Don’t ask me my name, an old bachelor I am
And I bet all the same I’ve an elegant plan
You’ll find me out west on the Duck Creek plain
Starving to death on a government claim
I’m back on the trail of that iconic and ironic folksong of the Great Plains, “Starving to Death on a Government Claim,” a.k.a. “The Lane County Bachelor,” a.k.a. “A Homesteader’s Lament,” and now, from the standpoint of southwest North Dakota in 1910, “The Government Claim.”
Previously I tracked this lively anthem of weary homesteaders to its first known appearance in print, in the Emmons County Record in 1894. Well, as settlement spilled west across the Missouri River, so did the song, to be embraced and re-localized in new places.
That reference to “the Duck Creek plain” - Duck Creek is an intermittent tributary of Cedar Creek; Duck Creek Township of Adams County is northeast of Hettinger.
As the editor of the State-line Herald - a newspaper published in Lemmon, but on the north side of town, and thus not in South Dakota but in North Dakota - explained, when he published the version from his locality, “Printed by request. It is a sample of what the boys used to like three years ago but it’s all changed now.” From this we gather that the song was circulating in Adams County, North Dakota, in 1907, when “the boys” were having a hard time on their homesteads, but that things are “all changed now.”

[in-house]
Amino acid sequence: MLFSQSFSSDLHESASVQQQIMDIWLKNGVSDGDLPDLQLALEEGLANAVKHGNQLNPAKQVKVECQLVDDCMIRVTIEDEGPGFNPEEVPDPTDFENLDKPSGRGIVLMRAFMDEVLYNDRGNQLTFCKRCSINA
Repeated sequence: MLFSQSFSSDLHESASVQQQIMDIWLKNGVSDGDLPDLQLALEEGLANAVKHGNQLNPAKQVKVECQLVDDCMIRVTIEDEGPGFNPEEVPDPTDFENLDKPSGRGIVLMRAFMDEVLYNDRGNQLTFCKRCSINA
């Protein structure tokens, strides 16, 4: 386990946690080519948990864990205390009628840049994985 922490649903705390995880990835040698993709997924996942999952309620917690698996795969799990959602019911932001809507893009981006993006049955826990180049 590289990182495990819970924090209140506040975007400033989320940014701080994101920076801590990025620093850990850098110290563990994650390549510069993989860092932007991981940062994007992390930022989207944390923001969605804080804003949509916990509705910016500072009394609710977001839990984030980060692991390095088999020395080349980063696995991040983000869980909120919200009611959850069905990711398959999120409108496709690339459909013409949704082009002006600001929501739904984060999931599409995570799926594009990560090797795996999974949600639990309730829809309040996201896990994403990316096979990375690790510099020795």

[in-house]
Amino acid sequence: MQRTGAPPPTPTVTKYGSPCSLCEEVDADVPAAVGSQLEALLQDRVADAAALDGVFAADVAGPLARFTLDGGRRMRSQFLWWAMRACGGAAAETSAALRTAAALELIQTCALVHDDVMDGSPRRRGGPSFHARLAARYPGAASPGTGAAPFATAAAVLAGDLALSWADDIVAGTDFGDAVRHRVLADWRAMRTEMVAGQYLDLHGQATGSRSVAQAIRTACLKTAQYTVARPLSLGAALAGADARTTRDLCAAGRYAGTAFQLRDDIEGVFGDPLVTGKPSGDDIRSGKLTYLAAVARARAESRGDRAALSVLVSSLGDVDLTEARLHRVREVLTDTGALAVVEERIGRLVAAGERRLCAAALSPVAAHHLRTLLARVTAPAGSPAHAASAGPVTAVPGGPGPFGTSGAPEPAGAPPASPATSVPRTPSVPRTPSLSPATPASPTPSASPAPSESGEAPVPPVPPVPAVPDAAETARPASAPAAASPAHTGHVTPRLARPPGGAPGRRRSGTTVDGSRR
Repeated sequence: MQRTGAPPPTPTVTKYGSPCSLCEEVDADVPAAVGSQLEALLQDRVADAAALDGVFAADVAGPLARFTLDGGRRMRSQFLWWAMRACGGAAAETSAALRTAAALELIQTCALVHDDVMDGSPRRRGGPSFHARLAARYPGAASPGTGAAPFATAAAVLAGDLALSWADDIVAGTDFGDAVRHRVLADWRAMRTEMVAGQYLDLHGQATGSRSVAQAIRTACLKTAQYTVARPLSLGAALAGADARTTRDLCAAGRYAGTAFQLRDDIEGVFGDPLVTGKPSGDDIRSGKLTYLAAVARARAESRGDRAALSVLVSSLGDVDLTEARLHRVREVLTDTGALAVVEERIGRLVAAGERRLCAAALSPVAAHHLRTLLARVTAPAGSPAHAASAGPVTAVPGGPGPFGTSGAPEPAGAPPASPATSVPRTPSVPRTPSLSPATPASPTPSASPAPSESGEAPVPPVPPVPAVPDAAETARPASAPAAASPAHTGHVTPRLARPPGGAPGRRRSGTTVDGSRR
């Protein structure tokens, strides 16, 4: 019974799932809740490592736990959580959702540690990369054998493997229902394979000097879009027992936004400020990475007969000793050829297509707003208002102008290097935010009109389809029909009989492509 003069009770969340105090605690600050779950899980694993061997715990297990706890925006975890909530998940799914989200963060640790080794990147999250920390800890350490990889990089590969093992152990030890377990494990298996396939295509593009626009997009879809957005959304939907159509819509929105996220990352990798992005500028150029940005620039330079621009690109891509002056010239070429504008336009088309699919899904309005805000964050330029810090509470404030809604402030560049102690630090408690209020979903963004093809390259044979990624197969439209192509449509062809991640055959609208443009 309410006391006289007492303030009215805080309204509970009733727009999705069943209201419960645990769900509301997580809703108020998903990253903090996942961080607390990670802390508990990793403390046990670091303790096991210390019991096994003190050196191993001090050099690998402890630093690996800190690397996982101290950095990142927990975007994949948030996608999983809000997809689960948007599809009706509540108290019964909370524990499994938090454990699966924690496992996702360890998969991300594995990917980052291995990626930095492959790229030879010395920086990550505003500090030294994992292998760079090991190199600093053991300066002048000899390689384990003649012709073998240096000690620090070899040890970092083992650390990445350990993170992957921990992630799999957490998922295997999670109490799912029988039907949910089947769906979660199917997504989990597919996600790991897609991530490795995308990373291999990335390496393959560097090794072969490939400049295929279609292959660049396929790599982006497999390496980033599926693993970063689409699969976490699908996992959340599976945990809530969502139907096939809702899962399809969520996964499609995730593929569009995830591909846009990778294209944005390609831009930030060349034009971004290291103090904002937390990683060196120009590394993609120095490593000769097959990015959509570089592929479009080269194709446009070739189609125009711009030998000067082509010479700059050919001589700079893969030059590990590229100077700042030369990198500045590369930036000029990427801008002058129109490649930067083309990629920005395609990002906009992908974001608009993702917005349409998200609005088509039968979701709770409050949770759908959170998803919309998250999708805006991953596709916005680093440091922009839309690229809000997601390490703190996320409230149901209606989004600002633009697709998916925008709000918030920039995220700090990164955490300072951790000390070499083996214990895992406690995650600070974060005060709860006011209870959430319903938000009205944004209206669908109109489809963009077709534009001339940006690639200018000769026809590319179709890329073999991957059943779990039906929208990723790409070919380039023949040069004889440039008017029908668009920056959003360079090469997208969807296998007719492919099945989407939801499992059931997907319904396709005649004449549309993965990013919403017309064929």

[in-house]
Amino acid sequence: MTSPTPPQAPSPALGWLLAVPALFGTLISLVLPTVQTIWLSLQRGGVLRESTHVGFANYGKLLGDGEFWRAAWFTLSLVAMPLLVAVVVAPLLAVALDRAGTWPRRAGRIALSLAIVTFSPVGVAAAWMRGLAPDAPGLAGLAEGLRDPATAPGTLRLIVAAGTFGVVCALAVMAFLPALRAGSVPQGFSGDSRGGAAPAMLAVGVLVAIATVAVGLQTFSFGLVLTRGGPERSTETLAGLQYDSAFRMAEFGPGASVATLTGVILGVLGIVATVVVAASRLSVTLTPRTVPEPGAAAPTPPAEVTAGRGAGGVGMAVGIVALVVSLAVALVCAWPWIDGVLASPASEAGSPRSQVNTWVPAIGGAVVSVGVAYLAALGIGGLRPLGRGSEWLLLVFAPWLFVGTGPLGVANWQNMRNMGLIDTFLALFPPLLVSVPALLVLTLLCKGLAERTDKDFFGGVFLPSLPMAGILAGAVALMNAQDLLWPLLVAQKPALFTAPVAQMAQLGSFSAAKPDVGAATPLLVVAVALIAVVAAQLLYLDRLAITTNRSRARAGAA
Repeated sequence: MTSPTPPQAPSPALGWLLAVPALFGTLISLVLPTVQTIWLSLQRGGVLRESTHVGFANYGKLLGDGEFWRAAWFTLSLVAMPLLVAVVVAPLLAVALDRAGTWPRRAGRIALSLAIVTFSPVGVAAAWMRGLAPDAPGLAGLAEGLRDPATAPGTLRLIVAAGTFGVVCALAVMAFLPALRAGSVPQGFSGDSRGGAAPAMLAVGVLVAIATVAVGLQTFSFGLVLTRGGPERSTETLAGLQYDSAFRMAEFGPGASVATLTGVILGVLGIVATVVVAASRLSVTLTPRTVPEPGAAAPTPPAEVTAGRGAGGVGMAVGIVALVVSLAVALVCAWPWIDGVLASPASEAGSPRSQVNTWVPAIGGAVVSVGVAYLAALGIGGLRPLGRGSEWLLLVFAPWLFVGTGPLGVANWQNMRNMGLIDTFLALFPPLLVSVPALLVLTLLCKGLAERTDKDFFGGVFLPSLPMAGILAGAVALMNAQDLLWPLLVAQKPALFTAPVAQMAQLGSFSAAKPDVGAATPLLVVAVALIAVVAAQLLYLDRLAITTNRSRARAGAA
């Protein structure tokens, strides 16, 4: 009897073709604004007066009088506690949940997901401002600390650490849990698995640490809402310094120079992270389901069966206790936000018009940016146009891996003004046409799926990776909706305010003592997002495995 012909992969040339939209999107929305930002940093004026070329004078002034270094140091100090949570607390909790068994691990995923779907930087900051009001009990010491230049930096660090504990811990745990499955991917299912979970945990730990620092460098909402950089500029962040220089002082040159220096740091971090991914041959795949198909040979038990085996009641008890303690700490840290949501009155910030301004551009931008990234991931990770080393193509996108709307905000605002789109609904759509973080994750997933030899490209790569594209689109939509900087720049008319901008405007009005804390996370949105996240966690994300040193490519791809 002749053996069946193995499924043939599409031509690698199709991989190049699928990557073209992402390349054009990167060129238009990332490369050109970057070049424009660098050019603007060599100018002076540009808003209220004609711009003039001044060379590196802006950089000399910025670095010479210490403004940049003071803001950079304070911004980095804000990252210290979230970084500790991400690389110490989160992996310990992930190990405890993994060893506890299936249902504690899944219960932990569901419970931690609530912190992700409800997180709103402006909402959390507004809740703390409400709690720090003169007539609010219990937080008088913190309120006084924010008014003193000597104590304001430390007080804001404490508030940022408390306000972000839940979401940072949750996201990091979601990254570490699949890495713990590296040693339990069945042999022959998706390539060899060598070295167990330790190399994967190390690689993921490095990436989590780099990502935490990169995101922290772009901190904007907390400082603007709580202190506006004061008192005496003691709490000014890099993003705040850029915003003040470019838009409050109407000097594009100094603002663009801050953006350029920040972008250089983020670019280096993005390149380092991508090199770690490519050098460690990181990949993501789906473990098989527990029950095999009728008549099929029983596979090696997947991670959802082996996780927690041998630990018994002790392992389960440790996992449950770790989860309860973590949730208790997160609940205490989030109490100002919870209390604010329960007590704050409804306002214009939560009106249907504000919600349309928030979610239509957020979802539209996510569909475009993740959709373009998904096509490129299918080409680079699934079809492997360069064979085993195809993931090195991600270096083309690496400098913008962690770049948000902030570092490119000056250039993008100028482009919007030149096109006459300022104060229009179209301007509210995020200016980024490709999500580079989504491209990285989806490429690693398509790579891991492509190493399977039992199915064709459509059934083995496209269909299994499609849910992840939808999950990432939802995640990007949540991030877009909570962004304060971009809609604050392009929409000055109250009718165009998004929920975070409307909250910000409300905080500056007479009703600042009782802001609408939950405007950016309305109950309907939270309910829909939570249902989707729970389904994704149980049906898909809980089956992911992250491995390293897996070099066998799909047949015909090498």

Evidently by 1910 the boys were willing to forgive the US government and the Milwaukee Railroad for bringing them to what seemed like hell on earth, but they did not wish the grasshoppers, bedbugs, drought, and starvation of the earlier time to be forgotten. The boys evidently were settlers hailing from Indiana, since their final chorus goes,
Farewell to this country, farewell to the west
I’ll travel back east to the girl I love best
I’ll stop in old Hoosier and get me a wife
And live on corn dodgers the rest of my life
A generation ago an eminent scholar of American folklore, Jan Brunvand, published an exhaustive study of the song I’m talking about in Heritage of the Great Plains, a journal published by the Center for Great Plains Studies, Emporia State University. Brunvand had two main conclusions.
First, that the song originated in Lane County, Kansas, probably during the 1880s, although not published until later. From there the song drifted south to produce hardy offshoots in Oklahoma. This is so. I agree that the Kepner text, written down in the 1890s and deposited in the library of Fort Hays State University, is the source closest to the song’s origins.
Second, Brunvand argues that the literary history of the song was mucked up by amateurish folklorists who grabbed traditional texts, messed with them, then sang and published them, interfering with the folk tradition. What Brunvand doesn’t point out is that the folklorists believed they were working with settled literature; they did not understand the frontier still prevailed on the plains, and they were messing with living folk tradition.
Brunvand fails to consider the possibility that the song might have migrated north as well as south with settlement, which it did - I have other versions from the northern plains, too - or that some northern smart-aleck with the advantages of optical character recognition and digital communications would come along to second-guess his meticulous research.